Google has unveiled a four step approach to curbing the spread of extremist content in the wake of a spate of terror attacks in the UK.
The move comes as tech companies face mounting pressure from governments and advertisers to combat extremism on their platforms.
Under plans drawn up with France, Theresa May has vowed to introduce fines for firms that fail to quickly remove the offending content from their platforms.
In a blogpost, Google’s general counsel Kent Walker wrote that the firm already has thousands of employees reviewing content, but acknowledged that more needs to be done.
“First, we are increasing our use of technology to help identify extremist and terrorism-related videos,” said Walker.
The legal chief pledged to task more engineers with developing ways to swiftly remove extremist content uploaded to YouTube.
“We have used video analysis models to find and assess more than 50 per cent of the terrorism-related content we have removed over the past six months,” said Walker.
“We will now devote more engineering resources to apply our most advanced machine learning research to train new ‘content classifiers’ to help us more quickly identify and remove extremist and terrorism-related content.”
The tech giant is also inviting more independent experts from organisations working on issues such as hate speech, self-harm and terrorism to join YouTube’s Trusted Flagger programme.
“While many user flags can be inaccurate, Trusted Flagger reports are accurate over 90 per cent of the time and help us scale our efforts and identify emerging areas of concern,” said Walker.
Over the coming months, the programme will expand from 63 expert organisation to 113, all of whom will be supported by operational grants.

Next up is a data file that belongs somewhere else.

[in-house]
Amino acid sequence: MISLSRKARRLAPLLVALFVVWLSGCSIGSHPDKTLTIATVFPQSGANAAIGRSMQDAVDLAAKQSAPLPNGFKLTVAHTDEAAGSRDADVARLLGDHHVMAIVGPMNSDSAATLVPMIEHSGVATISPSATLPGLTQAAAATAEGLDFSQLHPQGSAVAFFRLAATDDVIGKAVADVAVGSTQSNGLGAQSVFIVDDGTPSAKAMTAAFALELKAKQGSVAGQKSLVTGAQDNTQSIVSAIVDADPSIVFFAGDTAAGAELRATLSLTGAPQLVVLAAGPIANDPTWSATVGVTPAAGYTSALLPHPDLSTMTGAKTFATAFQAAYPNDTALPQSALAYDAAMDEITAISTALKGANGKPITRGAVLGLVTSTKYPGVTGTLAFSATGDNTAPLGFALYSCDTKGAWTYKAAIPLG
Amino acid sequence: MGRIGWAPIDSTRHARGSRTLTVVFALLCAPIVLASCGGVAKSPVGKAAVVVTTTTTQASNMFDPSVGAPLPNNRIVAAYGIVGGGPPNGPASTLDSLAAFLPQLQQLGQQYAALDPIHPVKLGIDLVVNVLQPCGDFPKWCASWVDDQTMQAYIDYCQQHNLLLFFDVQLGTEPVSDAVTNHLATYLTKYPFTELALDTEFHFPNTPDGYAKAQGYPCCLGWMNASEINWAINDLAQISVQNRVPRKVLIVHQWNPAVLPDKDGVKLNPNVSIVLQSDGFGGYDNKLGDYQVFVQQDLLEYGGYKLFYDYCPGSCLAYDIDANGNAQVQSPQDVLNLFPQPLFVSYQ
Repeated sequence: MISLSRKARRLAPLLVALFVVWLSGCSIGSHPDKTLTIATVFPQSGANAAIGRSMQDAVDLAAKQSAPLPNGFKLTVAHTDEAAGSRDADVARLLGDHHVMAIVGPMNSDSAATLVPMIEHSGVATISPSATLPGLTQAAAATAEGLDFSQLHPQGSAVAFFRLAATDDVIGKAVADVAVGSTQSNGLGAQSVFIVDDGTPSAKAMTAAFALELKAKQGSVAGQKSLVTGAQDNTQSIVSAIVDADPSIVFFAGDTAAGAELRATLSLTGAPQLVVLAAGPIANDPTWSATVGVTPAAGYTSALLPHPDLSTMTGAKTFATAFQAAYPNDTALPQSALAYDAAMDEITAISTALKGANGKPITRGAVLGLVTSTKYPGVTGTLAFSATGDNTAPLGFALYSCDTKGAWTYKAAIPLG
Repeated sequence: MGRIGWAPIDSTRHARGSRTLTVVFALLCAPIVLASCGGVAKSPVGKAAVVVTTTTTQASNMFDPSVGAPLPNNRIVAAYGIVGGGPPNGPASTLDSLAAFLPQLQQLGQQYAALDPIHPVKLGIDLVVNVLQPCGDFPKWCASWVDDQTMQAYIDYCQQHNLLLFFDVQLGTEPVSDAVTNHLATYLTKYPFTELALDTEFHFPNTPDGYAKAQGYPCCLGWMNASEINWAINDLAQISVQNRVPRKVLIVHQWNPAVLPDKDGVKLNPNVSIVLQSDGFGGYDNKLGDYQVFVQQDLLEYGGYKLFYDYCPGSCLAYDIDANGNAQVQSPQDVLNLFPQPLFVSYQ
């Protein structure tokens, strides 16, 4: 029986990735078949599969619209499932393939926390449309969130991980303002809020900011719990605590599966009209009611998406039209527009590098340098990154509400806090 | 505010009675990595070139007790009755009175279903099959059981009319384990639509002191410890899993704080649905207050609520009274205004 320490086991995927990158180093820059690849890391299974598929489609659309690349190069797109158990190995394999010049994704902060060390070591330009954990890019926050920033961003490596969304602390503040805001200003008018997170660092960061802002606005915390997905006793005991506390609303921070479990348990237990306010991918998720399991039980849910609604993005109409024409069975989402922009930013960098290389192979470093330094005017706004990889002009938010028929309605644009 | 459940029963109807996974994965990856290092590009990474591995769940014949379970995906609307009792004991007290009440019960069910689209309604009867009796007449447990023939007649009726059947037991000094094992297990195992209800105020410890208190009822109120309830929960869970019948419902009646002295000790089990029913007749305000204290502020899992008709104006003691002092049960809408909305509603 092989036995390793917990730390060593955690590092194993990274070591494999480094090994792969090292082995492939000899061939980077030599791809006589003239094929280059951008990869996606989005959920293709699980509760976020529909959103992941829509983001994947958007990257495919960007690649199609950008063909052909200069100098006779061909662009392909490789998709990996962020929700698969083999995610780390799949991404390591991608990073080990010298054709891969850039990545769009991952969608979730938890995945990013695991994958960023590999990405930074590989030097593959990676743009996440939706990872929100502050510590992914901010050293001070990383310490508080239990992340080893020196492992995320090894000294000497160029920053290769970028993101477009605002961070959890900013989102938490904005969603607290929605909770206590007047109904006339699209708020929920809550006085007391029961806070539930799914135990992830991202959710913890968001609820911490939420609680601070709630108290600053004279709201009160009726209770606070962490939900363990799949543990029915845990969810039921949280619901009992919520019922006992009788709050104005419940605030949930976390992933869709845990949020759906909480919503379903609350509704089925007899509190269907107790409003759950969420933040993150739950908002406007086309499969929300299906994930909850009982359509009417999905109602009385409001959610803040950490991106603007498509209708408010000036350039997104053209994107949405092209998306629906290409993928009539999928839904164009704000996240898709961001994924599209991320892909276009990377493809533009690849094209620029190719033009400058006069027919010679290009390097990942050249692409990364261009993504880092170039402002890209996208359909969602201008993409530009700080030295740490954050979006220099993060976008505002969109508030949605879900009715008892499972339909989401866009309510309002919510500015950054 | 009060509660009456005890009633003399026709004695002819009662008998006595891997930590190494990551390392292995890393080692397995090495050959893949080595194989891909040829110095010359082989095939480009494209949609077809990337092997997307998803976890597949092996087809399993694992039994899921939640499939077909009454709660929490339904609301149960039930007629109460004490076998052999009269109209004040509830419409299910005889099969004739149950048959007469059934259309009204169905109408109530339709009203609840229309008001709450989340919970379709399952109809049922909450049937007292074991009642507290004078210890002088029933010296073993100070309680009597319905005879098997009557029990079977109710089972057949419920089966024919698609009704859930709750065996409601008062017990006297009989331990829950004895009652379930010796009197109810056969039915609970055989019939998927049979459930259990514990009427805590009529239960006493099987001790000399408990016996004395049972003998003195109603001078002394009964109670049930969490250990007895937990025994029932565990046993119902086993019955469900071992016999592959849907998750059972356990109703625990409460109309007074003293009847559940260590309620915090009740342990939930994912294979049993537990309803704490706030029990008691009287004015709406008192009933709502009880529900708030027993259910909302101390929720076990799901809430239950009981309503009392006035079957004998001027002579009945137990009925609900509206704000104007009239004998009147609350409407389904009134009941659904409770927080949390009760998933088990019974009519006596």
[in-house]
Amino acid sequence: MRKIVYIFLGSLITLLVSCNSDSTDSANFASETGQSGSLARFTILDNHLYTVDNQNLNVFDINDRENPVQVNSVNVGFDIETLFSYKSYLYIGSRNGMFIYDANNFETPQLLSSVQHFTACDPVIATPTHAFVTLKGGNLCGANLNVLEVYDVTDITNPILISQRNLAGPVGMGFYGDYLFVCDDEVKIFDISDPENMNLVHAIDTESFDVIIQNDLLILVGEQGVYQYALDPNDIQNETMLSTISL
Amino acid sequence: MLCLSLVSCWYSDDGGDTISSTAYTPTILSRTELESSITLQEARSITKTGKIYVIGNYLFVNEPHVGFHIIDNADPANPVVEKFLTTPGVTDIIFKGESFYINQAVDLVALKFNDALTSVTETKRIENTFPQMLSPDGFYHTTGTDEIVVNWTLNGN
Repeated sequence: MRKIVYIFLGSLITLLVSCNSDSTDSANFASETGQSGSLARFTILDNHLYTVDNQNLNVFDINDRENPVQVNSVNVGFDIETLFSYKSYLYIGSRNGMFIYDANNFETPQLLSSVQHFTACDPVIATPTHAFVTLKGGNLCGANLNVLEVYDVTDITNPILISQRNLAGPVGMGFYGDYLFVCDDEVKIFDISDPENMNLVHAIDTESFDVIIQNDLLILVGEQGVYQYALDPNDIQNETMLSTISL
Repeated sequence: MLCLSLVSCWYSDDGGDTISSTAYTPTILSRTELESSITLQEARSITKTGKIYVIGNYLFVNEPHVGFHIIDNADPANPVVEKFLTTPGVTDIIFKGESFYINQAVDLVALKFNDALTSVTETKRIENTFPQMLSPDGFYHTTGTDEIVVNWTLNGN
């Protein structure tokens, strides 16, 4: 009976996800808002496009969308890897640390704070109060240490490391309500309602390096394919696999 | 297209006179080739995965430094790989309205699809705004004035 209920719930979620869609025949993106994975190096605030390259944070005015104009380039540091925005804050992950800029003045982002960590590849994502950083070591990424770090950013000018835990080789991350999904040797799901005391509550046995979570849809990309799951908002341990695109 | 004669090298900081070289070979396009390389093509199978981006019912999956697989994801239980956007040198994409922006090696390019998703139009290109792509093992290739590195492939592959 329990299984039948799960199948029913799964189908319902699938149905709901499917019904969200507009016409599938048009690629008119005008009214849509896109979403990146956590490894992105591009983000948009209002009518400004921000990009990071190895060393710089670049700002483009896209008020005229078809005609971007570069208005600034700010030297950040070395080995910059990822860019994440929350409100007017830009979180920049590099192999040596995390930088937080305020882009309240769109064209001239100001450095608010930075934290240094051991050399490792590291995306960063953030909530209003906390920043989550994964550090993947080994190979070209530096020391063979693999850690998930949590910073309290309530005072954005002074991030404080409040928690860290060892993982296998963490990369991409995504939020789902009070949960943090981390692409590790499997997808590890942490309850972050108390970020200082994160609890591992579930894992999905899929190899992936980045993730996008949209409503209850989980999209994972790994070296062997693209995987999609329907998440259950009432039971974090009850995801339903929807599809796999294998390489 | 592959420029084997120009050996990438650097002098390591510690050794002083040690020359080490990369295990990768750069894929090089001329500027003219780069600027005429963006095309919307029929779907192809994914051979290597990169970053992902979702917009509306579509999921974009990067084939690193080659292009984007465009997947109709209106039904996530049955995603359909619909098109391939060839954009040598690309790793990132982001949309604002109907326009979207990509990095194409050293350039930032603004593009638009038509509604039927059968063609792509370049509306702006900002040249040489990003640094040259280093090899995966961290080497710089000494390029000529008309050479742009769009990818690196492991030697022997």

Google is also seeking to make it harder to find videos that contain inflammatory religious or supremacist content but do not violate its policies.
Viewers will be presented with warnings before viewing such content on YouTube. It will not be monetised, recommended or eligible for comment or user endorsements.
“We think this strikes the right balance between free expression and access to information without promoting extremely offensive viewpoints,” said Walker.
Finally, YouTube will also ramp up its counter-radicalisation efforts, working with Jigsaw to redirect potential Isis recruits to anti-terrorist videos via online advertising.
“In previous deployments of this system, potential recruits have clicked through on the ads at an unusually high rate, and watched over half a million minutes of video content that debunks terrorist recruiting messages,” said Walker.
Google’s announcement comes days after Facebook revealed how it uses artificial intelligence to curb the spread of extremist content.
Last month, the social media site vowed to hire 3,000 more staff to tackle extreme and distressing content, particularly in videos.
Both Facebook and Google have said that the majority of extremist content is now identified by automated analysis systems before it is flagged by users. But while artificial intelligence can assist with the identification of terrorist propaganda, the technology isn’t yet able to reliably distinguishing between the context of different videos.
“This can be challenging: a video of a terrorist attack may be informative news reporting if broadcast by the BBC, or glorification of violence if uploaded in a different context by a different user,” said Walker, adding: “Technology alone is not a silver bullet.”